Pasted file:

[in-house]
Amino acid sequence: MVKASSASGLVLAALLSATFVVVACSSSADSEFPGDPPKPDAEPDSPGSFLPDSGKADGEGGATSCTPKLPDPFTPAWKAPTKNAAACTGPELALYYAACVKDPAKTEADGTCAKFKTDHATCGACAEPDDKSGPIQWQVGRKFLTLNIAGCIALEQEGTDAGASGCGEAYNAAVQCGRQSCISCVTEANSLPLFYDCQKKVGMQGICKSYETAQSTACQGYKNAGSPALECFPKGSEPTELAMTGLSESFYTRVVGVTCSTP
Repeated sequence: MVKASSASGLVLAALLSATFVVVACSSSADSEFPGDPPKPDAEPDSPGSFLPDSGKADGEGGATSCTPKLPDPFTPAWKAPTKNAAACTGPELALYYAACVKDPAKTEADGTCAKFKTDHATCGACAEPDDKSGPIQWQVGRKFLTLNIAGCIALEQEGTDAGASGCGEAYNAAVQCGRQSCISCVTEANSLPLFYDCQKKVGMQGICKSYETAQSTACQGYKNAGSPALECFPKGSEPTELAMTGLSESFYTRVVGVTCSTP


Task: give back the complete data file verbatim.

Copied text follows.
[in-house]
Amino acid sequence: MVKASSASGLVLAALLSATFVVVACSSSADSEFPGDPPKPDAEPDSPGSFLPDSGKADGEGGATSCTPKLPDPFTPAWKAPTKNAAACTGPELALYYAACVKDPAKTEADGTCAKFKTDHATCGACAEPDDKSGPIQWQVGRKFLTLNIAGCIALEQEGTDAGASGCGEAYNAAVQCGRQSCISCVTEANSLPLFYDCQKKVGMQGICKSYETAQSTACQGYKNAGSPALECFPKGSEPTELAMTGLSESFYTRVVGVTCSTP
Repeated sequence: MVKASSASGLVLAALLSATFVVVACSSSADSEFPGDPPKPDAEPDSPGSFLPDSGKADGEGGATSCTPKLPDPFTPAWKAPTKNAAACTGPELALYYAACVKDPAKTEADGTCAKFKTDHATCGACAEPDDKSGPIQWQVGRKFLTLNIAGCIALEQEGTDAGASGCGEAYNAAVQCGRQSCISCVTEANSLPLFYDCQKKVGMQGICKSYETAQSTACQGYKNAGSPALECFPKGSEPTELAMTGLSESFYTRVVGVTCSTP